The University of Alaska Legislative Internship Program strives to integrate a formal and systematic understanding of the legislative process with the practical experience gained from working on the job.
To that aim, students participate in a three credit seminar focused on Alaska and legislative politics. This is a Political Science course at the 400 level. The seminar takes places weekly, in the evenings, typically meeting holding classroom sessions in the Capitol building.
The classroom setting gives interns a chance to reflect on his/her experiences and to analyze the legislative process in Alaska and in comparison with other states and with the U.S. federal government in Washington, D.C. The pre-orientation session, which is part of the seminar, also gives students a basic understanding of the process and makes their integration into their legislative offices as smooth as possible. Then, regularly scheduled seminars help to maximize the learning experience.
Course Credits and Grading
Interns receive 12 credit hours at the 400-level, though other arrangements may be possible, as needed. These are divided as follows.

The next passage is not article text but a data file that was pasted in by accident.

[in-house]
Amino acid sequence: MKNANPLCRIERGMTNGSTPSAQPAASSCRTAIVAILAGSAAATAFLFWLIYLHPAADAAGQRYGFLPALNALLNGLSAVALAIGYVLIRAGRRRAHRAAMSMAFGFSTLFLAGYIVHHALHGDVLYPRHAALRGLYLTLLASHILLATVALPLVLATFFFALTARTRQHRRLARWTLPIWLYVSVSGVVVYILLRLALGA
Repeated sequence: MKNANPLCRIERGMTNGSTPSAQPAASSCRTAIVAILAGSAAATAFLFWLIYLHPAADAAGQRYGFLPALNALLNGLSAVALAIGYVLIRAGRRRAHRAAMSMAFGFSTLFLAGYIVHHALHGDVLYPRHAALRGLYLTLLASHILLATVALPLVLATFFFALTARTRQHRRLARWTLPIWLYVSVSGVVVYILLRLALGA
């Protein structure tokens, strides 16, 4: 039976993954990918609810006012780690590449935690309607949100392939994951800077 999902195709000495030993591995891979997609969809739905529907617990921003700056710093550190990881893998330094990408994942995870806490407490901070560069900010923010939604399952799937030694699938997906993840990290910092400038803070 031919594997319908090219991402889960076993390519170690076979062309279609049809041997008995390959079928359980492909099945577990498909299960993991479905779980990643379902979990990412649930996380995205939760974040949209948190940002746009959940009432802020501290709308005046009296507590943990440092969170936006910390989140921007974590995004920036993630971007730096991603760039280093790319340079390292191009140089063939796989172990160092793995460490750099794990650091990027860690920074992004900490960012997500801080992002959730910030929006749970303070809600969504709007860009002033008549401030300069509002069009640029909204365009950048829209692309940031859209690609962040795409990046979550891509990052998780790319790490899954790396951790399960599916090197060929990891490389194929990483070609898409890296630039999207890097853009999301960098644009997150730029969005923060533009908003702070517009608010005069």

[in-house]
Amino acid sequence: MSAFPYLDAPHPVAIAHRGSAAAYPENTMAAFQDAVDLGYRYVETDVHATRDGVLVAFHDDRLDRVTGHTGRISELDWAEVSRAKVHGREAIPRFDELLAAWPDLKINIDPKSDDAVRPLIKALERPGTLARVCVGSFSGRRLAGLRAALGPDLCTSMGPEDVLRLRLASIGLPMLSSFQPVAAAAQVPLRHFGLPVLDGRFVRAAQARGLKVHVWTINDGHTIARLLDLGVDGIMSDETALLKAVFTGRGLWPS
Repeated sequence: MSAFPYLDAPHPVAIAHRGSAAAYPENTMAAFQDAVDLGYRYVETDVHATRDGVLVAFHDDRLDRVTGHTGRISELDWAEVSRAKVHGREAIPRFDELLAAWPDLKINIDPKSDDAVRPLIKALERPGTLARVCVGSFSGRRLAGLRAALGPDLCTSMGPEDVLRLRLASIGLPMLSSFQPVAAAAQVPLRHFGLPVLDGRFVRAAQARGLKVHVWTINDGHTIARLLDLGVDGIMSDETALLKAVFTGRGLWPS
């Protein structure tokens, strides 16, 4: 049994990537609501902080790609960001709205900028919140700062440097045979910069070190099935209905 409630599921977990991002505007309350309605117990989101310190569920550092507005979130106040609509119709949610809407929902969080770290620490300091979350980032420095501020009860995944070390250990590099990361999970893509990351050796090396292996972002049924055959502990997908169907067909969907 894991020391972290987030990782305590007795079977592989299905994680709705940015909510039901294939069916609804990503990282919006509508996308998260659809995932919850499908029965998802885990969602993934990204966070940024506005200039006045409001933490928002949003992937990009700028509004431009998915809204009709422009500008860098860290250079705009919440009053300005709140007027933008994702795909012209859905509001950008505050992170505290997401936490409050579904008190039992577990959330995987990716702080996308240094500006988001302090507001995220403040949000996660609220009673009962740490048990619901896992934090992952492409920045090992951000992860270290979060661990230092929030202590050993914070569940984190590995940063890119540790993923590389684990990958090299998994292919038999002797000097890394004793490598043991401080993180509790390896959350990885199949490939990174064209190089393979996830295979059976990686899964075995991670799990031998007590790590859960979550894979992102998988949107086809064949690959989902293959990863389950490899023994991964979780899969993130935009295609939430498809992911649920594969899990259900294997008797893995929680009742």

Nine of the 12 credits are for the placement in the legislative office and are graded Pass/Fail only. In order to be awarded these 9 credits an intern must:
- Work a total of 490 hours during the session;
- Receive at least a satisfactory evaluation on all three occasions on which he/she is evaluated by his/her office supervisor;
- Attend all the pre-orientation session;
- Obtain a passing grade in the Legislative Internship Seminar.
The additional 3 credit hours are for the Internship Seminar. This is graded A-F. See the Internship Seminar course syllabus for details.
All interns, undergraduate and graduate, are limited to registering for an additional 3 hours for the semester. This means they can register for a maximum of 15 hours. However, students are strongly advised not to take an additional course while in the internship program because of the demands of their full-time employment in the legislature and the demanding academic requirements of the program.
The academic supervisor of all interns while they are in Juneau is Glenn Wright, Assistant Professor of Political Science at UAS, who is also the Statewide Program Coordinator. He acts as the interns’ advisor during their internship, conducts the Internship Seminar, and acts as the University liaison with the Legislature and particularly with each intern's office supervisor.